Meanwhile, gas-powered ascenders have nearly unlimited range and can be refueled with standard premixed gas and oil. They can also be less expensive initially as they do not require additional chargers or extra batteries. But combustion engines are noisier and produce harmful emissions as well as significantly more vibration. For workers solely operating outside, these issues are likely not of much concern, but they prevent the use of gas-powered ascenders underground and indoors when there’s insufficient ventilation.

Regarding electric ascenders, the initial investment – including multiple batteries for larger jobs – can be significant. And as with any electric device, the time to fully charge a depleted battery should be taken into account, with sufficient spares available to complete the task at hand. Range, lift capacity and rate of ascent will likely be affected by extreme temperatures and should be considered when purchasing spare battery capacity. Batteries should be stored per manufacturer recommendations and isolated from extreme weather, shocks and falls.

Addressing Uncertainty
Perhaps the biggest challenge with any powered ascender is the transfer from one mainline to another or movement beyond a significant deviation between the mainline and its anchorage. Though rare and technically feasible, completing a midline transfer or moving past significant deviation requires considerable training, plus preparation and some additional equipment.

And while consensus standards and dedicated training programs are beginning to surface, many safety managers have reservations about these innovative devices – and rightfully so. As with any new technology, the burdens of training and safe use in the workspace are on the employer. Most manufacturers offer basic product orientation, which is analogous to the walk-through when purchasing a new car. The salesperson will typically provide basic instruction for the user regarding controls, loading rope, replacing batteries and adding fuel. Unlike basic product orientation, some professional fall protection training companies have developed dedicated training programs that provide much more detail and background knowledge, similar to a formal driver’s education program in the previous analogy. Certified training is often delivered in a combination of lecture and hands-on learning. Quality programs will begin with a lecture-based model and provide the user detailed training specific to each component of the powered ascender system; topics typically include relevant standards, product design, intended use, rescue considerations, ancillary equipment, anchorage considerations, backup devices and component inspection. This session should then be followed by hands-on training led by a qualified instructor. Further, reputable training organizations will discuss planning for rescue and/or emergency operations. The majority of rescue techniques will be relevant for aboveground work and may include self-rescue, pick-off, skate block and lower from above. It almost goes without saying that other options will be viable, but each scenario should be tailored to the specific job environment and hazards present. Each solution will require dedicated preparation, pre-planning, the necessary gear and at least one competent rescuer.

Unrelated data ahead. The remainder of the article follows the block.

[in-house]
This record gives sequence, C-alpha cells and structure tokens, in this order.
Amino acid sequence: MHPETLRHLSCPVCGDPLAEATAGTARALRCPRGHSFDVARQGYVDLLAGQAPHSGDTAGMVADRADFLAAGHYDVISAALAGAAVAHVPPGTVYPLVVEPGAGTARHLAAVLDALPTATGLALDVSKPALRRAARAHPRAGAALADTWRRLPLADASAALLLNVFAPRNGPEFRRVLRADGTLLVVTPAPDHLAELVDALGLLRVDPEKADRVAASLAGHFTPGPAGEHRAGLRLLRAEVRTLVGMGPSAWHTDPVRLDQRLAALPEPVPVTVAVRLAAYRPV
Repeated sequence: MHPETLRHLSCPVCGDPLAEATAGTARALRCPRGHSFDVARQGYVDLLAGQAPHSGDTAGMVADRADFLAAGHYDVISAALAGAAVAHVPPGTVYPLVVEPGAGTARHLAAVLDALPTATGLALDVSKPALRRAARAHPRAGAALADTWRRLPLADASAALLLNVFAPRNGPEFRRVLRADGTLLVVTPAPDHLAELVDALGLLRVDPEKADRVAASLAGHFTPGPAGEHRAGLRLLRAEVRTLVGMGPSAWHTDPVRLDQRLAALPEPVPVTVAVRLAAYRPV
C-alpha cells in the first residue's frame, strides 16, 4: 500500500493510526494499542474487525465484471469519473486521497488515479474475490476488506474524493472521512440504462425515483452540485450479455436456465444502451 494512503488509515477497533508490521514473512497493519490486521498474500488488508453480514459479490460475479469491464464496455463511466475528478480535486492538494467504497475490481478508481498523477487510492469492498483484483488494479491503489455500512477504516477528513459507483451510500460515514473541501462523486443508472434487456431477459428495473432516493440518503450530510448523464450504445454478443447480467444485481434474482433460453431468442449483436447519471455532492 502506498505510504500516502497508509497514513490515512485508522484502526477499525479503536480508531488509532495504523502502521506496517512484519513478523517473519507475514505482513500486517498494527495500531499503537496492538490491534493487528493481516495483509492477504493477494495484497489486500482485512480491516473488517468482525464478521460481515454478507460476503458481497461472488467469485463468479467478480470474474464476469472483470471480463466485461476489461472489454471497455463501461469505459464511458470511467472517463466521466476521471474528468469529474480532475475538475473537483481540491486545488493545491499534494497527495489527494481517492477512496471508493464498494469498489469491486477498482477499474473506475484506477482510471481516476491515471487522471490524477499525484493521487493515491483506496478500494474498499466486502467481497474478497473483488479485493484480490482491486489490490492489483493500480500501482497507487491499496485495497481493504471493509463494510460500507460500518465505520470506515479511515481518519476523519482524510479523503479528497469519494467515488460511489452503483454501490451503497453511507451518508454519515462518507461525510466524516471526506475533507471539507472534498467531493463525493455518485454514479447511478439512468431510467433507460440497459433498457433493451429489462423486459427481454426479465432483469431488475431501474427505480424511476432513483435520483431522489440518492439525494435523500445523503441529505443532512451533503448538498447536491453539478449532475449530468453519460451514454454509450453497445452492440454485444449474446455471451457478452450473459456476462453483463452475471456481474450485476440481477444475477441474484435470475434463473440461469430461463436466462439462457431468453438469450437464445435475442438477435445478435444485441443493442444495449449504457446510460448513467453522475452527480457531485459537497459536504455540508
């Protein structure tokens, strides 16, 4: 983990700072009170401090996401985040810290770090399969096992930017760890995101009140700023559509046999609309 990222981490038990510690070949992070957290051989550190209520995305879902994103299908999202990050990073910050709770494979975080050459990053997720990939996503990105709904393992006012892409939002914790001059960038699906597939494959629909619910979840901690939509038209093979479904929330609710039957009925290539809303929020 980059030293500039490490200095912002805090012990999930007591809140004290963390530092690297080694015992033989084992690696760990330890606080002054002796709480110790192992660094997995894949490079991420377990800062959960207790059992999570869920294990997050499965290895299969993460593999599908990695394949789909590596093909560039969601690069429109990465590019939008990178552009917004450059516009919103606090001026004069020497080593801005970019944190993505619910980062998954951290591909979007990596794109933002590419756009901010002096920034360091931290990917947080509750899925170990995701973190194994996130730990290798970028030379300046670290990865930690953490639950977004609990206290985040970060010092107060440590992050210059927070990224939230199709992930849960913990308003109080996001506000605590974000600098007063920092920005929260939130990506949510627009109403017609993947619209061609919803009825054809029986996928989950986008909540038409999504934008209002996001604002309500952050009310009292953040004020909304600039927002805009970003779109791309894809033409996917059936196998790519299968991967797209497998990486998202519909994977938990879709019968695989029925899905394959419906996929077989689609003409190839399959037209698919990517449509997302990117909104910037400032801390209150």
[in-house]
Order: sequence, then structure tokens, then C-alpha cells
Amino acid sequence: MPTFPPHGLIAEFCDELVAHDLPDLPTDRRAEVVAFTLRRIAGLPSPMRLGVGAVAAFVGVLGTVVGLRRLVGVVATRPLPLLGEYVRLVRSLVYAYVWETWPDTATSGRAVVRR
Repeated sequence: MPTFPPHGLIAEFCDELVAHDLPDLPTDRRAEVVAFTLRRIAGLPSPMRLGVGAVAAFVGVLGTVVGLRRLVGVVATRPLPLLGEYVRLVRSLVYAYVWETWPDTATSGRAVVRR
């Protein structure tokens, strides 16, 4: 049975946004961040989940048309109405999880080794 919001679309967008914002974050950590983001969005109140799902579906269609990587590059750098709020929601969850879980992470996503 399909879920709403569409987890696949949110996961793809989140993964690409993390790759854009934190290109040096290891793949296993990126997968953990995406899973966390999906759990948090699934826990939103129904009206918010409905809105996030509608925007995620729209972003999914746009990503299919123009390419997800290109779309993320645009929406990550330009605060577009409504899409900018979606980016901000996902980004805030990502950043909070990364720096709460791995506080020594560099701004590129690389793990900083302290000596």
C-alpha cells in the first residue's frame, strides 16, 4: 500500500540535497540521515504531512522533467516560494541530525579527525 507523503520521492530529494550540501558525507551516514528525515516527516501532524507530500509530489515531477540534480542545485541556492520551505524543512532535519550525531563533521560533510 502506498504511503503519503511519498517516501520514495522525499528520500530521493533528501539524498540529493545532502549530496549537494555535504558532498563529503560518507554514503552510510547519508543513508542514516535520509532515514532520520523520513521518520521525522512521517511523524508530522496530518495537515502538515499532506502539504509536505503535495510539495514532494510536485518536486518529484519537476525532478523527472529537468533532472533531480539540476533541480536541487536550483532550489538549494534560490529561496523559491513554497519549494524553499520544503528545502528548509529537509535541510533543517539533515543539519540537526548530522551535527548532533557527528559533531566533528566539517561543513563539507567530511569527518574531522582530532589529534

In a certified training environment, each skill will be based on specific learning objectives and benchmarked against clearly defined standards. These skills will first be demonstrated by a qualified instructor who will coach students. Upon successful completion, students will receive formal documentation of successful skills demonstration that employers can then track in their preferred safety management system. Completing certified training will ensure that all users have received fundamental education on the device and its intended use. Once workers complete basic training, it is important to integrate this instruction into the employer’s holistic safety program, with specific attention paid to new considerations raised by ascending, descending, hauling, hot-swapping batteries and underground use.

With the variety of options in the powered ascender world, crews have another option for use in difficult access scenarios. There is almost sure to be an effective hoisting and lifting option for every budget and each individual scenario. Though legislation lags behind industrial progress, thankfully multiple dedicated training options exist, several of which are turnkey programs that can easily be incorporated into existing safety policy. And despite the potentially significant upfront cost, those dollars can often be recovered in a year or less. Plus, it’s likely there will be an increase in safety due to reduced climber fatigue, reduced repetitive motion and increased efficiency.

About the Author: Ty Fenton is the general manger of Safety One Training, the U.S. leader in backcountry vehicle operation and fall protection training. He can be reached at

Worksite Safety, Equipment Operations, Featured